The tutelage of Kevin McHale and Hakeem Olajuwon in Houston has had as much impact on Dwight Howard’s post game as that of Patrick Ewing in Orlando and Kareem Abdul-Jabbar in Los Angeles: none.
Howard is getting roughly the same number of post touches than he did in Los Angeles, and is still just as feckless at taking advantage of them. His go-to move, if you can call it such a thing, remains an awkward sweeping hook that sometimes goes in and sometimes careens straight off the backboard to the other side of the rim:
For all the optimism on the part of Dwight apologists that he will firmly re-establish himself as the most dominant big man in the game on a team that values him more, here are some eye-opening numbers through the first 11 games:
- This season, he is averaging 17.8 PPG – just 0.7 PPG more than he averaged last season.
- This season, he is shooting 52.9% from the field – his lowest percentage since his rookie season.
- This season, he is shooting 11.0 field goal attempts per game – a whopping 0.3 more attempts than last season, and down from 13.4 attempts his last two years in Orlando.
- This season, he is scoring 0.56 points per post-up attempt – down from 0.74 last season, and 0.93 in 2010/11.
Howard’s post game, never his strongest suit, may actually be getting worse rather than better. His athleticism is still not back to where it was, and perhaps never will be. Prior to his back surgery Dwight’s explosiveness made up for some of what he lacked in refined footwork, fluid moves and soft touch around the rim. But he is now struggling to get above or around the likes of Spencer Hawes on the block.
Compiled here is every Howard post-up during the 4th quarter and overtime of the Rockets’ 123-117 loss sans James Harden in Philly last week:
Those six post-ups produced 2 points and a costly turnover with 25 seconds left in OT that sealed the loss. Running a post-up for Howard in that situation is A) exactly what he wants, and B) extremely stupid.
In New York the next night, Howard was busy being thwarted in the paint by Andrea Bargnani. Dwight’s inability to take advantage of the Italian non-stopper caused him visible frustration:
The Rockets did not run a single post-up for Dwight in the 4th quarter, and coach Kevin McHale was forced to bench him with 3:16 remaining in the game to put an end to the Hack-a-Howard tactics that were letting the Knicks back into the game. Howard was nonplussed.
These early regular season games may not mean anything in the grand scheme of things, but the signs are bad for Houston’s chances of being a legitimate contender, and the honeymoon period is already over for Howard there (see threads such as this and this on leading Rockets fan site, clutchfans.net).
One Rockets fan reacted particularly cogently to concerns over Howard’s inability to stamp his impact on games offensively: “You want him to step up offensively? Using which go-to moves and skills exactly? He has none.”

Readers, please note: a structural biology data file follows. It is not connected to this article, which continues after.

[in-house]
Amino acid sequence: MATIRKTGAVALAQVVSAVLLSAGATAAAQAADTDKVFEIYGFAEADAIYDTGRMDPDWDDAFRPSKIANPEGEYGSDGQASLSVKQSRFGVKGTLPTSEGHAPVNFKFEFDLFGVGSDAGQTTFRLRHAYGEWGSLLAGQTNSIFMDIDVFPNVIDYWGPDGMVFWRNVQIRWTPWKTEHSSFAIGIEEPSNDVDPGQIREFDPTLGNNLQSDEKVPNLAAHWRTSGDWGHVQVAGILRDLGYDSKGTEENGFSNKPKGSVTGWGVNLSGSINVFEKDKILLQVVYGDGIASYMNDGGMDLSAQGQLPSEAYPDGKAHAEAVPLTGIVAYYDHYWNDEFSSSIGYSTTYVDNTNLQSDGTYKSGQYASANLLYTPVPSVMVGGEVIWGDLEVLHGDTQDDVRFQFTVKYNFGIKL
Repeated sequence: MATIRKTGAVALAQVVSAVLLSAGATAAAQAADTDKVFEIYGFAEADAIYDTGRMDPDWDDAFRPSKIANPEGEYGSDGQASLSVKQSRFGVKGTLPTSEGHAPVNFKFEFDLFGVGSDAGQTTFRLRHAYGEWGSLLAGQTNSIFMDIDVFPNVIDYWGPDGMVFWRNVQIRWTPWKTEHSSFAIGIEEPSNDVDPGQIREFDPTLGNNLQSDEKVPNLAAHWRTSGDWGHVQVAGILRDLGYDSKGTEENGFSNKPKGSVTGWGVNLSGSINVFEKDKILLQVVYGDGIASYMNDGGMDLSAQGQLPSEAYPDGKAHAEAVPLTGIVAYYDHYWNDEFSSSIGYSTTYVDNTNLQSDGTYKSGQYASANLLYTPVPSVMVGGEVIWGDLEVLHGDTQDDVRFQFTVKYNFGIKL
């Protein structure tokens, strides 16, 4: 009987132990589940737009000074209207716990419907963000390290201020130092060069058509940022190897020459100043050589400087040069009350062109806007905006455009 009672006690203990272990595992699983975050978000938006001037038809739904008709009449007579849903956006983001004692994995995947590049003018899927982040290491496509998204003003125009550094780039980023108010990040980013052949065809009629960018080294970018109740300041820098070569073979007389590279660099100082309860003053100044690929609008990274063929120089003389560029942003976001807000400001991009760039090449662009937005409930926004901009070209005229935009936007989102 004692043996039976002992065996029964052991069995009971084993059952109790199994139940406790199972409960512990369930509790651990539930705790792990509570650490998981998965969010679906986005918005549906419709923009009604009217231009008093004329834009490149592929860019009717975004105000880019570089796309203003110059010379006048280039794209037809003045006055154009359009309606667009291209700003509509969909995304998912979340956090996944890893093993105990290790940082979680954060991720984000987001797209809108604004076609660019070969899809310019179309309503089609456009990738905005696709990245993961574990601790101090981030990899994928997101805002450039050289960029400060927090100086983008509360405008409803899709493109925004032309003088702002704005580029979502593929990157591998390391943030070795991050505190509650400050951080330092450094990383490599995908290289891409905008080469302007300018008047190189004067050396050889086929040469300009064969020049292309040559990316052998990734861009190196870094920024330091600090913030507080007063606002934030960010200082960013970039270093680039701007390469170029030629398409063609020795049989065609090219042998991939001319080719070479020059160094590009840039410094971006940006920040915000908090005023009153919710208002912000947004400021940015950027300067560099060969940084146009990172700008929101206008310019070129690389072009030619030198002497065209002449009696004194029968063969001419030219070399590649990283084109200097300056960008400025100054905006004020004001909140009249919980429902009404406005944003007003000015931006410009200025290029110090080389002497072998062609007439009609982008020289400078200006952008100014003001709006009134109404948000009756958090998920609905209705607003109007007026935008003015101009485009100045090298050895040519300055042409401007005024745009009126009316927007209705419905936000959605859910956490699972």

Some perspective: among players with at least 25 post touches this season, only Josh Smith and Jermaine O’Neal produce fewer points per post-up (per Synergy Sports via Sporting News). And yet Dwight wants the ball more on the block.
His continued refusal to embrace the pick-and-roll (where he and teammate James Harden are at their most dangerous) as his bread and butter greatly reduces Houston’s chance to create a free-flowing offense that maximises the strengths of its players. Despite being top 5 in pace, the Rockets are just 20th in assists as a team – down from 6th last season.
Their offense, much like the Lakers’ last year, has become self-stymied by a commitment to force feeding the rock to the ball-stopping Howard down low, team rhythm and watchability be damned.
For all the talk of Howard being in a bad situation playing in L.A., he led the league in post touches last season (8.5 per game, per NBA.com), and he will average a similar number this season.
And just like in L.A., there are already unconfirmed rumblings in Houston that he is unhappy, with Jeremy Lin reportedly the latest target of his ire. This is completely believable given how often Dwight can be seen expressing disgust at Lin for failing to get him the ball in the right place at the right time. His body language and communication with teammates is unbecoming of someone supposedly in a happy place and with intentions of leading a team to a title. He somehow manages to combine a laugh-it-up lack of seriousness with a passive aggressiveness that has teammates and coaches on edge – the worst of both worlds, and a horrible approach to leadership on a basketball court.
Lakers fans know this story all too well. Friend of the blog nonplayerzealot (of YouTube fame) neatly summarises: “Kevin Duckworth had a better post game than Dwight. He’s been completely uncloaked for how weak his mind and game are. His attitude is disgusting to me. You can tell just by looking at him that his only goal is self-comfort.”
If he wins a title in Houston it will be a major surprise to me, and it will certainly not be thanks to his post game.